The Tax Cut and Reform Bill Changes how Alimony, or Spousal Support, is treated.


When President Trump signed the Tax Cut and Reform Bill on December 22, 2017, he effectively made the biggest tax overhaul since 1986. All Americans can expect to see changes to their taxes, but those who are getting divorced or thinking about divorce have some additional issues to consider, particularly regarding alimony (or “spousal support” here in Louisiana) and how it will be taxed.


How will 2018’s New Tax Law Affect Alimony?


Prior to the new law, alimony was tax deductible by the payor and taxable to the payee. So, the person who paid alimony or spousal support paid using pretax dollars, which they could then deduct on their taxes.

Under the new tax law, for divorces finalized in 2019 or later, the payor will no longer be allowed to deduct the payment of alimony and the spouse that receives the payment does not need to claim the payments as income on their taxes.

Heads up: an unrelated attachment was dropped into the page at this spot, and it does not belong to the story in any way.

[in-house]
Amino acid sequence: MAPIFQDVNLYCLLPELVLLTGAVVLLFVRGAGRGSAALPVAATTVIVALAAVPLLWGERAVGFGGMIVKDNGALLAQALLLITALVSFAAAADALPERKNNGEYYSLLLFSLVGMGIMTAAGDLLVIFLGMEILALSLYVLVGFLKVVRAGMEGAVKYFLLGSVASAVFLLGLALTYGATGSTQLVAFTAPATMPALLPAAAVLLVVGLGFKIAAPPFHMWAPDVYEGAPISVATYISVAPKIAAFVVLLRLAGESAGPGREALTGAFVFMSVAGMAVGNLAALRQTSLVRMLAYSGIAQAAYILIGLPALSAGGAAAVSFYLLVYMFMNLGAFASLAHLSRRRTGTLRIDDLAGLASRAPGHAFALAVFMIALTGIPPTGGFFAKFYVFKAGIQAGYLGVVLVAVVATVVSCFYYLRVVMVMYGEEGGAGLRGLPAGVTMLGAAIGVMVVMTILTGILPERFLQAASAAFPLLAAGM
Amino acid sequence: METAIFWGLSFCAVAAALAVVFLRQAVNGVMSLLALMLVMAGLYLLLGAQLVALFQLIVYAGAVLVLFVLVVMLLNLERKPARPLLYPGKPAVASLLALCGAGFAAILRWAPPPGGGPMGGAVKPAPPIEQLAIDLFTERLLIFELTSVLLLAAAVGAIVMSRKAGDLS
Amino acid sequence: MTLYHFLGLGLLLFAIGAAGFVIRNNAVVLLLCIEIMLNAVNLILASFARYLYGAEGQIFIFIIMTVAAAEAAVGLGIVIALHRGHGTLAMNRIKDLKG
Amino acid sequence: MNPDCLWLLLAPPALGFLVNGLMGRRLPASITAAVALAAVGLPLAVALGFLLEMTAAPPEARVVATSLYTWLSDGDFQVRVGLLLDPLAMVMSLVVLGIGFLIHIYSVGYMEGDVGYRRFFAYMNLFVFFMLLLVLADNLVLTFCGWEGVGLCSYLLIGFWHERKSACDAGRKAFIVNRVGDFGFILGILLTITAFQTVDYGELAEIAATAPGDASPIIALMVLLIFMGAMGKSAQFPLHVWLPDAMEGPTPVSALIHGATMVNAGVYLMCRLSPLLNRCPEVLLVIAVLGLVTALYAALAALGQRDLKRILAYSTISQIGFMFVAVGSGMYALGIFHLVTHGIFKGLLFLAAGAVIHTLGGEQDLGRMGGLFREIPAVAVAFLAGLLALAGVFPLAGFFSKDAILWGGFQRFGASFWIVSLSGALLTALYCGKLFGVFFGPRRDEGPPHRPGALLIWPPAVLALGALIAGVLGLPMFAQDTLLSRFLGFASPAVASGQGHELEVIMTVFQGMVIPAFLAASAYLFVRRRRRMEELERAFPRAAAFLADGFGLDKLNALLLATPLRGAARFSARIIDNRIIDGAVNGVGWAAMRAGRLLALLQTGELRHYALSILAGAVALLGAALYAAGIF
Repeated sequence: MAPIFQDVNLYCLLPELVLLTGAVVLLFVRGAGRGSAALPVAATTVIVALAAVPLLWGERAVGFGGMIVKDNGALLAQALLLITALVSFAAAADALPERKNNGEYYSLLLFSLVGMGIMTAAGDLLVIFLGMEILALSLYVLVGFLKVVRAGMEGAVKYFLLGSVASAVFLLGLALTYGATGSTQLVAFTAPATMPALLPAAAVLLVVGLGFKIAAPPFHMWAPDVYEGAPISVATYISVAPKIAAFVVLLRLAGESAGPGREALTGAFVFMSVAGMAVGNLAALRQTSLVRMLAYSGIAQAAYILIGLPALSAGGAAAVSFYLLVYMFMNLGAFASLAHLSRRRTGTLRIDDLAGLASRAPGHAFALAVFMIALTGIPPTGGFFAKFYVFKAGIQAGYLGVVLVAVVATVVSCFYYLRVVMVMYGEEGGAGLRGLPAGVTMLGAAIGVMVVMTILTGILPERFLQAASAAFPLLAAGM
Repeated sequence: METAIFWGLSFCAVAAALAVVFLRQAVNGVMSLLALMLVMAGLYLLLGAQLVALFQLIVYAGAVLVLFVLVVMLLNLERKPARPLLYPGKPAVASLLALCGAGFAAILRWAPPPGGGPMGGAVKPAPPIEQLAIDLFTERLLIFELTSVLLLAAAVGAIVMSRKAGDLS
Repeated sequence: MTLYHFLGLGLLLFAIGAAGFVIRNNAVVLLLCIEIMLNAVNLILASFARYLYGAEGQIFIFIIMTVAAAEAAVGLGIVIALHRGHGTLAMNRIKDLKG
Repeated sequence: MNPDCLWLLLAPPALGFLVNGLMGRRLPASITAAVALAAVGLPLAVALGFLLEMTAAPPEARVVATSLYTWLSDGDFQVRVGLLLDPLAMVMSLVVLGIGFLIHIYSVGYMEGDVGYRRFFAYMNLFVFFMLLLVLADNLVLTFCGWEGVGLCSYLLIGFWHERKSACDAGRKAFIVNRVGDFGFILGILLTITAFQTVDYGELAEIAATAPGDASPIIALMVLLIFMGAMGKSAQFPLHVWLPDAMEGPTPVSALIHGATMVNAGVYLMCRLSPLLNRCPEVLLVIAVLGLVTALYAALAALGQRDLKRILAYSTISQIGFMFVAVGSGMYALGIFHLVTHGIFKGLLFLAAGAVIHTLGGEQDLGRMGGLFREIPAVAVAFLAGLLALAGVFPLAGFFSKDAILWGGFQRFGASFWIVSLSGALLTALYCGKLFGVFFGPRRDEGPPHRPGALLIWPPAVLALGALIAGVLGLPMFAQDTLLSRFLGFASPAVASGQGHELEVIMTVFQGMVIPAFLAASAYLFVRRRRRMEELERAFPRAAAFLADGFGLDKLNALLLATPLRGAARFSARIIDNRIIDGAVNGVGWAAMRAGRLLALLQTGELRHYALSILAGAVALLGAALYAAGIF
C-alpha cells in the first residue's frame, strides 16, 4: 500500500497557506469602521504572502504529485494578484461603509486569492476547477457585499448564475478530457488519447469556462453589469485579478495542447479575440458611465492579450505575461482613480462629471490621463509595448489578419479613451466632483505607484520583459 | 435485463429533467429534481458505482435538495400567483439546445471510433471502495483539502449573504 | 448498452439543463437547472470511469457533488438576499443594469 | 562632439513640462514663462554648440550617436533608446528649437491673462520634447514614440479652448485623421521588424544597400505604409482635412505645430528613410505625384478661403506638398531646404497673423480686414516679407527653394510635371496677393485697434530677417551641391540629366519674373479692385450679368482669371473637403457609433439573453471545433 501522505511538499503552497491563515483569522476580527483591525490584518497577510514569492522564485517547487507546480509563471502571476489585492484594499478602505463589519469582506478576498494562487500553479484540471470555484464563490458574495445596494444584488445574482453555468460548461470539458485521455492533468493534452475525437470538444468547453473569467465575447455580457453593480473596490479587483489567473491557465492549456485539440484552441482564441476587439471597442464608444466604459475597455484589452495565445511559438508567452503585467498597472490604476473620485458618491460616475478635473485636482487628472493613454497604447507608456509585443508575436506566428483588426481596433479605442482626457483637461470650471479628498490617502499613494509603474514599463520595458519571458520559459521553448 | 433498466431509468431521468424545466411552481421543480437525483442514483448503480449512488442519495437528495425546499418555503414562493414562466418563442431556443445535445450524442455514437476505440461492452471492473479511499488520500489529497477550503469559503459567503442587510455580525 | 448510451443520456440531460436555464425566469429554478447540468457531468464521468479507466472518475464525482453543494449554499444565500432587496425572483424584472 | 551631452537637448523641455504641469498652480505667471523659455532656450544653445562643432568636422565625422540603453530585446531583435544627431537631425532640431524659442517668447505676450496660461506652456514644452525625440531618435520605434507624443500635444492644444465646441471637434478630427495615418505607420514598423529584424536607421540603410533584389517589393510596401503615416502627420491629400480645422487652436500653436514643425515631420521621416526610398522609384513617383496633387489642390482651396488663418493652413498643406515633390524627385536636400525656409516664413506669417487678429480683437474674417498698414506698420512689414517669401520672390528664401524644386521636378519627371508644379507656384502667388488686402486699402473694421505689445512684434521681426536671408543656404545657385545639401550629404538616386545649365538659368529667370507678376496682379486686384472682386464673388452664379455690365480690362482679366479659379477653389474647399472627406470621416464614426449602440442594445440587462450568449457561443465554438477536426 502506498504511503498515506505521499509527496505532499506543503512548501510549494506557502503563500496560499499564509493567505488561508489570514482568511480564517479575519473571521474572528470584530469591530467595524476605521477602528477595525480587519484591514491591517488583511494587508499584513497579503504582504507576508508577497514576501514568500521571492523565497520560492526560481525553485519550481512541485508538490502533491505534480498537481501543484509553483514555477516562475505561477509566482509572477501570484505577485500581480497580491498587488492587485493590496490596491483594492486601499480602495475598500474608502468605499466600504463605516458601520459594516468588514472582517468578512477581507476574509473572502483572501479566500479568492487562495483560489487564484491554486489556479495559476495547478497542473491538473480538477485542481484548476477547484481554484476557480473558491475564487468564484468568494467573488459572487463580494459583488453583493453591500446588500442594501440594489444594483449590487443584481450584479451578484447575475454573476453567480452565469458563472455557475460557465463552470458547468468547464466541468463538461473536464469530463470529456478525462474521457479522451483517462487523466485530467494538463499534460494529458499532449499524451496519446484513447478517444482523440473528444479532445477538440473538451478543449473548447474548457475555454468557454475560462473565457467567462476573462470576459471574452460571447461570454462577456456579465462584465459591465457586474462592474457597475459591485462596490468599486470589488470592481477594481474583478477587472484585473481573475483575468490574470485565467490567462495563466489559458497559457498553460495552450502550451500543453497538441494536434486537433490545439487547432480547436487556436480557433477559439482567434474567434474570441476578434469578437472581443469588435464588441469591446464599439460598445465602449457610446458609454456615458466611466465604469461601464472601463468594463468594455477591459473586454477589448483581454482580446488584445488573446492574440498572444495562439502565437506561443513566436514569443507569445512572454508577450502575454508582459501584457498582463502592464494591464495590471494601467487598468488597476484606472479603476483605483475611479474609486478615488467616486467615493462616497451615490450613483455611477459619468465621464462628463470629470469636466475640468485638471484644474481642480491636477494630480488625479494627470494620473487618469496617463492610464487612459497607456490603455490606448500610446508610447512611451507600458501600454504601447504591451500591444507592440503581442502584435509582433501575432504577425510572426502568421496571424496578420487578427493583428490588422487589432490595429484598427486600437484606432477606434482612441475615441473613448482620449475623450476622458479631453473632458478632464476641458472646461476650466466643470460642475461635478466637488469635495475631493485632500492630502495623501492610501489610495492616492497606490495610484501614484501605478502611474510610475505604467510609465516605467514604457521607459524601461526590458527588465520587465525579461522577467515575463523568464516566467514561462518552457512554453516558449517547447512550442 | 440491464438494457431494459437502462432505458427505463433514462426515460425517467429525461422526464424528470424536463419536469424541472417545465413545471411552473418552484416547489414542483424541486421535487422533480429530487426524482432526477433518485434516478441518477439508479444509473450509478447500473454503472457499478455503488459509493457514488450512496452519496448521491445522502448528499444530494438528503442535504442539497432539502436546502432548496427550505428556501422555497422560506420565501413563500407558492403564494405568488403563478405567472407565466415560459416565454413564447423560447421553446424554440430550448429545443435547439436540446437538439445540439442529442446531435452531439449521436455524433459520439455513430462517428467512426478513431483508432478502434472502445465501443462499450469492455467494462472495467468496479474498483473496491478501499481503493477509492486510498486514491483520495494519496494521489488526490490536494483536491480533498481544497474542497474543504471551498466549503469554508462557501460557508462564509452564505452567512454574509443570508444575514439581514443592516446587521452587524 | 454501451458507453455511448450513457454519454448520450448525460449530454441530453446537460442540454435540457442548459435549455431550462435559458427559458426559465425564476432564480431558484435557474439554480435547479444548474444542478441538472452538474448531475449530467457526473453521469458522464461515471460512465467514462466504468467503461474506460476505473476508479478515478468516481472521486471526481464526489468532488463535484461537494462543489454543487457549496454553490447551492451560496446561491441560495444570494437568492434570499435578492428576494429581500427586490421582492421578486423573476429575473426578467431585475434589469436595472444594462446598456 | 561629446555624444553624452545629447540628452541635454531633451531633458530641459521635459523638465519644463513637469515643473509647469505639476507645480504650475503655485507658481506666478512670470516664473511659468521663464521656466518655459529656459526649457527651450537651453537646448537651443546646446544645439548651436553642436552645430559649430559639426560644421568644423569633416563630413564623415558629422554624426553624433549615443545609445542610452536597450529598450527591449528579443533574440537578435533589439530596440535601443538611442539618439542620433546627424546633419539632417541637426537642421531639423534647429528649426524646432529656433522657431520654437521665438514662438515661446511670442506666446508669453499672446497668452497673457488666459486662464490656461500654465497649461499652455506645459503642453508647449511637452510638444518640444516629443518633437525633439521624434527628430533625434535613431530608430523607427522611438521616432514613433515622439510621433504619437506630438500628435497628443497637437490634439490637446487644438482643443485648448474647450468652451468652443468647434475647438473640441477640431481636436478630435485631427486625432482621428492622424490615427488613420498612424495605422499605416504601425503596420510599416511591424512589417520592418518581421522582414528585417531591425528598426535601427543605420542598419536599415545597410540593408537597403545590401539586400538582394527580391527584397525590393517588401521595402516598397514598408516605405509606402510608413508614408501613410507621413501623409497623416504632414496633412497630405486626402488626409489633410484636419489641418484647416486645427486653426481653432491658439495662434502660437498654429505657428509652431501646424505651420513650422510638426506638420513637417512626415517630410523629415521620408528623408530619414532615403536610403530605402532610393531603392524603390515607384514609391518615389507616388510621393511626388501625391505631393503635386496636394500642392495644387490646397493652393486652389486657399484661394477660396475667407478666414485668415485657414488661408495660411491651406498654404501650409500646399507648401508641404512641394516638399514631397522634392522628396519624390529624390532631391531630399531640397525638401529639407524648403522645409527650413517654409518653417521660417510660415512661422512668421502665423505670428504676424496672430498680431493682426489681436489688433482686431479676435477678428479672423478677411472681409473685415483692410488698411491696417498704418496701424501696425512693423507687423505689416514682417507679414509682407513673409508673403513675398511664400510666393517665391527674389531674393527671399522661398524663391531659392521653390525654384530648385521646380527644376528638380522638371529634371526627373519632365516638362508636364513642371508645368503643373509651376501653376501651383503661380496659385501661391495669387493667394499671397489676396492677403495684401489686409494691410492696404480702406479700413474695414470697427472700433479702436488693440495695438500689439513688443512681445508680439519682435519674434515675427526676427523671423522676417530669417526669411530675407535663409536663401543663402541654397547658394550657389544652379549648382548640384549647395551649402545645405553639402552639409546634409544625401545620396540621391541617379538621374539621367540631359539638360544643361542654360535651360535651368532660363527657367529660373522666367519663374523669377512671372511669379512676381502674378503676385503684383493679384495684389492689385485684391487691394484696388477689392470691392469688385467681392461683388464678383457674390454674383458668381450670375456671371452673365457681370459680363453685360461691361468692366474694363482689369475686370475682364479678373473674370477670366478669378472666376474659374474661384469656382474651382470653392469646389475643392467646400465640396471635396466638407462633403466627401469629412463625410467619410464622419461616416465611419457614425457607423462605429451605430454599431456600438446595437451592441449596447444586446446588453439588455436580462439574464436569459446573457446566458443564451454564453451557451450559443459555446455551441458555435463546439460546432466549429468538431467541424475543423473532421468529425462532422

Generally speaking, the person paying alimony is the one with the higher income, therefore they are taxed at a higher rate. The receiving spouse, typically the lower earner, is taxed at a lower tax rate. Under the old rule, the alimony dollars were taxed less leaving more dollars available. Under the new tax law, there will be more taxes to pay.


How does this affect settlement?


Alimony is seen as both an incentive to the payor during divorce and as a helpful settlement tool for those attempting to avoid a trial. For those wishing to avoid the implications of the new tax law, there’s still time. If a divorce is filed before January 1, 2019, the old rules still apply. After that, the new tax law will unavoidably reduce the amount of cash available to settle a case using alimony or spousal support as incentive.


If you are interested in discussing additional effects of the new tax laws on your pending divorce or if you have other questions about alimony, spousal support, or divorce in general, please get in touch with one of the experienced family law attorneys at Stanley-Wallace Law.